Imperialism: The Hegemony of the Military-Industrial Complex

With the collapse of the Soviet Union and Eastern Bloc, prominent academics, most notably Francis Fukuyama, hailed the so-called “end of history,” touting the victory of democratic capitalism over communism. The United States emerged as the “victor” and assumed global hegemony, achieving full power in a unipolar world through diplomatic, military and market control. In the years following the end of State Socialism in the Eastern bloc, the already growing and rapidly developing financial system spread throughout the world, increasing the demand for new markets and raw materials. The new systems challenged the economic structures of traditionally social democratic and socialist states like those of Western Europe, which had stabilized their socio-economic structures following the end of the Second World War.

The financial euphoria of the 1990’s culminated with the new millennium, which hailed the capitalist system as one of the crowning achievements of human ingenuity. However, the true nature of capitalism and its inherent contradictions were disclosed again in 2008 when the market collapse caused worldwide recession. To divert attention from the inherent inequality of the economic system, the threat of terrorist attack, and the fear of the “Other,” the United States catapulted into a global war on terror before the manifestation of the economic collapse. In an effort to downplay the economic catastrophe, the United States continues to pursue supposed enemies around the world, using fear as a means of control.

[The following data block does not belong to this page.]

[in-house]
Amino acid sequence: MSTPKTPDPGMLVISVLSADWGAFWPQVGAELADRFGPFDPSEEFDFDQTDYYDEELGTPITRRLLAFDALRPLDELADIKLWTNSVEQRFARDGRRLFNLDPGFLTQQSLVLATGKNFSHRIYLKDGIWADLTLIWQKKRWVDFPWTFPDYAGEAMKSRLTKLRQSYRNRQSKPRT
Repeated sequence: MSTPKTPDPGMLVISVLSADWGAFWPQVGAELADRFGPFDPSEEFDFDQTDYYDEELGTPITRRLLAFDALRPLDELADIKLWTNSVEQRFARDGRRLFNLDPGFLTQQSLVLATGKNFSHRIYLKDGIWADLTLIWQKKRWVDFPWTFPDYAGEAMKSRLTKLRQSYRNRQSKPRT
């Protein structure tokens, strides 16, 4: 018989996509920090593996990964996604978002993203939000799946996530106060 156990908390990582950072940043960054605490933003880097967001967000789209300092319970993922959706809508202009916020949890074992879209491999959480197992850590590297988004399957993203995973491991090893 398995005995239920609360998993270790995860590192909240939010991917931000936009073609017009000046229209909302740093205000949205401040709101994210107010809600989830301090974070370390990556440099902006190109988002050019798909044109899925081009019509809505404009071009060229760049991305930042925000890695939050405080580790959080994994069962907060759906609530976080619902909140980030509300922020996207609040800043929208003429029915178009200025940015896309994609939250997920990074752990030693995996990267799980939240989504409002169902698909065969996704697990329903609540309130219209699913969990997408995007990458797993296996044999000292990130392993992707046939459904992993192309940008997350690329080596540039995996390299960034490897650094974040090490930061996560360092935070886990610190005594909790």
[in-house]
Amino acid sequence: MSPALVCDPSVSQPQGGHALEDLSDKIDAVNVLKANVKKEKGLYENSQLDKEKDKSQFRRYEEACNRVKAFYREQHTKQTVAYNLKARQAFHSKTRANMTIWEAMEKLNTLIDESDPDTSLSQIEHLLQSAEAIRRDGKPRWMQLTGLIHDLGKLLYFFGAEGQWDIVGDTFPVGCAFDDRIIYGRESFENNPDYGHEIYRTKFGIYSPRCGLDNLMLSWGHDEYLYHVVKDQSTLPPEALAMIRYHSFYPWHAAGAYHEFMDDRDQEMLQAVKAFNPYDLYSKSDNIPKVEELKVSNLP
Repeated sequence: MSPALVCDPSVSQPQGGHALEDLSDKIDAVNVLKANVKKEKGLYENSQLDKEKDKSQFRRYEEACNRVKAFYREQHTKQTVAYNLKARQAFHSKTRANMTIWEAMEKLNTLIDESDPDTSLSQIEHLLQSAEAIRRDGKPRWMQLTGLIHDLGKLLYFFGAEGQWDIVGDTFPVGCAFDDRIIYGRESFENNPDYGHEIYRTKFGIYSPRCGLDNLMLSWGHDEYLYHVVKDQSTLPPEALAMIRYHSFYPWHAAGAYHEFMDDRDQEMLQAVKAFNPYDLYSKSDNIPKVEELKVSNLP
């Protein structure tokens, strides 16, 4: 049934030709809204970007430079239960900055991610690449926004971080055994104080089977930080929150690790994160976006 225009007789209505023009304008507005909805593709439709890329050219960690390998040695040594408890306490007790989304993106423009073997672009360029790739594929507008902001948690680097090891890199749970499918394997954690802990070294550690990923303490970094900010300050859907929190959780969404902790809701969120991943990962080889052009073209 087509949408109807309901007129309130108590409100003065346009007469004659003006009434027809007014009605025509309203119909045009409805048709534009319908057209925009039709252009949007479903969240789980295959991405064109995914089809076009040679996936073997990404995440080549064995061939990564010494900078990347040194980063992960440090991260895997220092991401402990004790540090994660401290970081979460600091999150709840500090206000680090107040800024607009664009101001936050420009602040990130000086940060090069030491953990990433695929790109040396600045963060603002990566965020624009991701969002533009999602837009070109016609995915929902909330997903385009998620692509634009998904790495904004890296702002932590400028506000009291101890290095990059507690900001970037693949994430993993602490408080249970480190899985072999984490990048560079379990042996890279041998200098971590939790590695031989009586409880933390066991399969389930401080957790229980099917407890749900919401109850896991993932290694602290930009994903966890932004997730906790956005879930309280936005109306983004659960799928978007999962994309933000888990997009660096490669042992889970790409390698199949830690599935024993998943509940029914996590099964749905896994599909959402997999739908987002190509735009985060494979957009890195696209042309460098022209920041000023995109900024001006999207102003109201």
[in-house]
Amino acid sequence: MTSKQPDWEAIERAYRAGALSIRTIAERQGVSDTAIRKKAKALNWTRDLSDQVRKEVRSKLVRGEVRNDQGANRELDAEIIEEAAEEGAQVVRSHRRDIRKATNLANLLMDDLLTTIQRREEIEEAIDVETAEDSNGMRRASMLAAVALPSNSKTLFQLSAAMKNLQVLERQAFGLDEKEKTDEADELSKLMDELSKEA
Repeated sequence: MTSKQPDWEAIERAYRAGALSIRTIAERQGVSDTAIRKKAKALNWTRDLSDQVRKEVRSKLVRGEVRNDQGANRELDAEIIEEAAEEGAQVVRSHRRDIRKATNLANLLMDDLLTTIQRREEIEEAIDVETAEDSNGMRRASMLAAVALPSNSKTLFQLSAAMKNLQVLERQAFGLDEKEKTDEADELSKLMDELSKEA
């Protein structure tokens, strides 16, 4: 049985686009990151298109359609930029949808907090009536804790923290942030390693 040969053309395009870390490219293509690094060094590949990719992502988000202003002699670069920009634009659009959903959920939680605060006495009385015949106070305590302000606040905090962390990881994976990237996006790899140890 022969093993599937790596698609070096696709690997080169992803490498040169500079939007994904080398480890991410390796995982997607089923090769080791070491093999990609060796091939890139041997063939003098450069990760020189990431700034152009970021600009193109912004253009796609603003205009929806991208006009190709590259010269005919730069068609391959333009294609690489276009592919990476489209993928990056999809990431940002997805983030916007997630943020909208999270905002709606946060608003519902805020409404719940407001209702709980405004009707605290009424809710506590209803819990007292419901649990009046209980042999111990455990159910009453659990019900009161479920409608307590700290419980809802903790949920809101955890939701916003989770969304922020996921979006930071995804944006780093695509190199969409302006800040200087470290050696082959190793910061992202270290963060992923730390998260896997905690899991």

Lenin made the observation in his classic work Imperialism, the Highest Stage of Capitalism that “the non-economic superstructure which grows up on the basis of finance capital, its politics and its ideology, stimulates the striving for colonial conquest.” Financial capitalism is the foundation by which politico-ideological structures promulgate a supposed “need,” resulting in rapid territorial expansion. The words of Lenin, written almost a century ago, echo the timeless truth inherent to the structure of imperialism.

What Lenin recognizes is a fundamental unity that exists within imperialism. Political, ideological and economic structures work in tandem to the mutual benefit of all imperial institutions at the expense of weaker nations. What we are dealing with is a system that perpetuates its existence through market growth in the form of financial capitalism, the bourgeois mass media, transnational and multinational conglomerates, and the maximalist tactics of the state, to include its ultimate power, war.